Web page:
Ruth Lewandowski, a recent Portland High graduate, left, and local poet Signature MiMi at a pilot youth open mic night offered by Gateway Community Services this past spring. Fall sessions of the Youth Voices Matter program kick off on Friday, Oct. 11 Courtesy / Youth Voices Matter

PORTLAND — Giving area youth a place where they can be themselves and feel a sense of community, belonging and inclusion are just some of the motives behind a new open mic series offered by Gateway Community Services.

Although the nonprofit is mostly aimed at assisting immigrant families and youth, Chief Executive Officer Abdullah Ali said this week that anyone ages 15 to 24 is welcome at the open mic sessions, which kick off at 5:30 p.m. Friday, Oct. 11, at 501 Forest Ave. Two other nights are also planned this fall on Nov. 8 and Dec. 13.

Called Youth Voices Matter, the open mic series is sponsored by two local poets, Signature MiMi and Marco Soulo, but Ali said that youth are encouraged to stand up and share anything from poetry to spoken word to song, storytelling, dance, art and more.

Ali said the open mic nights offer youth the opportunity to “come forward and share without fear of judgment.”

“We’ve had participants from all walks of life who are using the open mic nights to also socialize, network and learn from each other,” he said about two prior pilot sessions, held this past spring.

Another benefit of the Youth Voices Matter series, Ali said, is that “it helps to bring out the talent of our young people and shows them that their talent and skills mean something and are important to the community.”

The sharing that occurred at the pilot sessions in the spring were “really very inspiring,” he said, and Ali is looking forward to what comes out of the open mic series this fall. “Our approach is that everyone has something to say. It means something just to provide the podium and the open mic.”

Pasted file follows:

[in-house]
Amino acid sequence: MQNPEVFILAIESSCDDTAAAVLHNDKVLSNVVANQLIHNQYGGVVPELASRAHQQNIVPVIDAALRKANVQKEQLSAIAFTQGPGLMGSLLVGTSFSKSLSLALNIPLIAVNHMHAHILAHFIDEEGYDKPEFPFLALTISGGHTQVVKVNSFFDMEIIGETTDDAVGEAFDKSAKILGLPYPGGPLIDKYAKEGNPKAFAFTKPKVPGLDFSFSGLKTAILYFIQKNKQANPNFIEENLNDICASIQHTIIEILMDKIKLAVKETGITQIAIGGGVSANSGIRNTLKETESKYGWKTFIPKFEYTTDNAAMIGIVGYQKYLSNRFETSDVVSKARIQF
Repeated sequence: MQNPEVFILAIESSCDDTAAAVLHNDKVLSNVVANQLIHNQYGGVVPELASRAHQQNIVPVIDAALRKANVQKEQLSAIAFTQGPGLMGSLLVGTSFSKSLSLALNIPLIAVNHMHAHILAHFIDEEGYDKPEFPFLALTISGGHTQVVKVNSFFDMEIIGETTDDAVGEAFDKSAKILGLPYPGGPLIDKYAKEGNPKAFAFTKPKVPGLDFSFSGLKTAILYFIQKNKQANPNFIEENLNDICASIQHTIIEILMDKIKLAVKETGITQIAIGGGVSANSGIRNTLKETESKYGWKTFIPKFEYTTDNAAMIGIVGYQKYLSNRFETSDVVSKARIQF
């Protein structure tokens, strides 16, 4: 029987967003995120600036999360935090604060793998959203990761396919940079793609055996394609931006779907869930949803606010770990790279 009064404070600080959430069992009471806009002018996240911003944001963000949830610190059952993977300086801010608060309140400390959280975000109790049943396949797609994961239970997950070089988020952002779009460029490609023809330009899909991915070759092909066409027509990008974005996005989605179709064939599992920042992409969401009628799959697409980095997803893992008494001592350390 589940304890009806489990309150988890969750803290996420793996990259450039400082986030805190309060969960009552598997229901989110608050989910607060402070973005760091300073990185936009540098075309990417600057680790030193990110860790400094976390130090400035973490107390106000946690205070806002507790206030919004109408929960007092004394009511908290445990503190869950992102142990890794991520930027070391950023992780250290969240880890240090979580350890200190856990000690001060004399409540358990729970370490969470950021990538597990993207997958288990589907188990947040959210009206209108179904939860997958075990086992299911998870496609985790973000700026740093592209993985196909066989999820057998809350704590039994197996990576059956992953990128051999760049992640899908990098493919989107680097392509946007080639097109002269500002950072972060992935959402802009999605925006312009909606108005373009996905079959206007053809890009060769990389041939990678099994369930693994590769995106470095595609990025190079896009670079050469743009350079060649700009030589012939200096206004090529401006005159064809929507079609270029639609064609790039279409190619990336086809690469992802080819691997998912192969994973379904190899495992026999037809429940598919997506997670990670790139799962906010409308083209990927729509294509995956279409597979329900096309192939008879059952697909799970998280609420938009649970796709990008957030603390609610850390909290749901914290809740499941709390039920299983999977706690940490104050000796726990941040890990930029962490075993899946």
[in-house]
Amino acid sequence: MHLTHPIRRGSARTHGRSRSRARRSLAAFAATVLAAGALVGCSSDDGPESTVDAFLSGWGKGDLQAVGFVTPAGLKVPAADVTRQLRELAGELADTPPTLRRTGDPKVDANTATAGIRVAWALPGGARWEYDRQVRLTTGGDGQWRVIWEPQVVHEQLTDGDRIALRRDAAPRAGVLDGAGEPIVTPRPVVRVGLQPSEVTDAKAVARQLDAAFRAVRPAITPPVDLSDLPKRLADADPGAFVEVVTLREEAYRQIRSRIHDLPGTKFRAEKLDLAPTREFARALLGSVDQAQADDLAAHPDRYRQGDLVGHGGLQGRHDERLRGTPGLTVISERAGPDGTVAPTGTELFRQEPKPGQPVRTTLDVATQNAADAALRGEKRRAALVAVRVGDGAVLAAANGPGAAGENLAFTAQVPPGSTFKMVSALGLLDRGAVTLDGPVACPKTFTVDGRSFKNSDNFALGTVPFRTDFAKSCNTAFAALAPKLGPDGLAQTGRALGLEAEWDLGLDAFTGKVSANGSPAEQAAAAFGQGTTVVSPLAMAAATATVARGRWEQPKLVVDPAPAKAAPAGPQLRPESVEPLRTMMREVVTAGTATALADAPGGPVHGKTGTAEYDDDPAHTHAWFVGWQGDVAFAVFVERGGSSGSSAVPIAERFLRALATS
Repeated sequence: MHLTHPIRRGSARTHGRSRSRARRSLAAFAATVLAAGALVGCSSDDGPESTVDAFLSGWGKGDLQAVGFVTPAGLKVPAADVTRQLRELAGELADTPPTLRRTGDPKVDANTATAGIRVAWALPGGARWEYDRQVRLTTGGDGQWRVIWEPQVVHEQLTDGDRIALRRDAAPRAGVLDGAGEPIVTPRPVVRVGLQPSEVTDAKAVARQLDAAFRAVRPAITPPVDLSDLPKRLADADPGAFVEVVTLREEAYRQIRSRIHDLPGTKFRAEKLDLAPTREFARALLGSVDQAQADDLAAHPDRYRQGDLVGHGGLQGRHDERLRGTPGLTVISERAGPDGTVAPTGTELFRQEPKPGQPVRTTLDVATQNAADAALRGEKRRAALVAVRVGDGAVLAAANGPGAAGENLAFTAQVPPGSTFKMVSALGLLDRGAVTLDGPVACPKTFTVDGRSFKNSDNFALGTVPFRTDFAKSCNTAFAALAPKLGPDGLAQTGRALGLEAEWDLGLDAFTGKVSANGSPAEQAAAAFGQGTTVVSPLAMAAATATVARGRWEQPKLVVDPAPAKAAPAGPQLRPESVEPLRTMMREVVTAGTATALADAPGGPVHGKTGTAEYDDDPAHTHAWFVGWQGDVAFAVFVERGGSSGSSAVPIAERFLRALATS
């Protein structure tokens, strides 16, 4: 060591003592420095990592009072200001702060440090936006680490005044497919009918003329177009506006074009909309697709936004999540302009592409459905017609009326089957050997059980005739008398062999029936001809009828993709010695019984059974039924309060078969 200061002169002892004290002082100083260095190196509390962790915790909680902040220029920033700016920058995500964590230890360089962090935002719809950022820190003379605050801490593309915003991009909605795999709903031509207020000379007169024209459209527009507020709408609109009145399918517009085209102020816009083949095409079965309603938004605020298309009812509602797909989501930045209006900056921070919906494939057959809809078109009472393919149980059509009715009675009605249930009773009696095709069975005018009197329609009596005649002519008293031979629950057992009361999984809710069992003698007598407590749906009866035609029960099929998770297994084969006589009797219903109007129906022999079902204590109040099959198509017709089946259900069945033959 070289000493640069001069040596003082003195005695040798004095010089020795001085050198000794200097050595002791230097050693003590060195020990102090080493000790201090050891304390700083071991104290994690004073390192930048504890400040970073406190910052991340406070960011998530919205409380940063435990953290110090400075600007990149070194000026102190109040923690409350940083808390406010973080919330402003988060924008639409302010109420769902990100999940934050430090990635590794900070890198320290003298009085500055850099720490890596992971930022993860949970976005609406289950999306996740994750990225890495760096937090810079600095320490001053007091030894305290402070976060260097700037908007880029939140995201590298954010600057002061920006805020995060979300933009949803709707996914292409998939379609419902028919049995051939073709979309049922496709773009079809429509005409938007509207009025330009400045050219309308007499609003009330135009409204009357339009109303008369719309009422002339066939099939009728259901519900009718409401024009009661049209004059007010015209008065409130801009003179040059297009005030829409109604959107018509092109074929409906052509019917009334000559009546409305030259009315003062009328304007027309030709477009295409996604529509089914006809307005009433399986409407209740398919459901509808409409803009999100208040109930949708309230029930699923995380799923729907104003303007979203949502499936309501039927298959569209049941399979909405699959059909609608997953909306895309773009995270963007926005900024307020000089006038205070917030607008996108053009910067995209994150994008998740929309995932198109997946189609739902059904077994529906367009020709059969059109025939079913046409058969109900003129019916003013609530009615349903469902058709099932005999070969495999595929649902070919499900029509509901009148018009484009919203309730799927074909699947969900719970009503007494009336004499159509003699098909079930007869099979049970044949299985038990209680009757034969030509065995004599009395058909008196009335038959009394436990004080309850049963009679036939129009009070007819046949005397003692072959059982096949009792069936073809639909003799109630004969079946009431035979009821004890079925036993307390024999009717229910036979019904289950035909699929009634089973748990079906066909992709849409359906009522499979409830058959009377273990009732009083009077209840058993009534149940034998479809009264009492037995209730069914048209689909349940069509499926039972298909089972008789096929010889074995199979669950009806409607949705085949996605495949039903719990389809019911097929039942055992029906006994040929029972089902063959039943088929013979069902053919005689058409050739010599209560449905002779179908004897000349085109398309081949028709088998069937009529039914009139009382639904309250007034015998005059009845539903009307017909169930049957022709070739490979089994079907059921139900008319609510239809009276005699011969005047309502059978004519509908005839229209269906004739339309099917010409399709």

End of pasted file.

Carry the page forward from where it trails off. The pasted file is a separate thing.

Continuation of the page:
In addition to providing a variety of direct care resources, Ali said that Gateway Community Services also focuses on furnishing youth empowerment programs, from college prep to leadership training and even youth soccer teams. The nonprofit also has offices in Lewiston and Augusta and Ali said this week he hopes to expand the Youth Voices Matter to the Lewiston location soon.

MiMi and Soulo helped found Youth Voices Matter in 2015 in Syracuse, New York, and brought the program with them when they moved to Maine. The mission then and now, according to the program’s Facebook page is to empower youth to “explore and experiment with their voice through various modes of creative expression.”

The two poets usually open and close the Youth Voices Matter sessions, but Ali said Gateway Community Services has also invited youth to co-host or facilitate the open mic nights and several members of his staff are also on hand each evening.

Overall, “our goal with Youth Voices Matter is to bring people together,” he said.

Brita Wanger Morier, the performing arts and media director at the Maine Arts Commission, said this week that poetry and spoken word provide a “truly meaningful way to connect” and can also offer ways for youth to learn to better process their emotions.

Wanger Morier also said the self-confidence and ability to speak in public that youth gain from participating in open mic nights are “truly portable skills” they can take with them into their adult lives.

“Any opportunity for youth to claim their own voice and express themselves is really important,” she said. “Poetry is really such a beautiful thing.”

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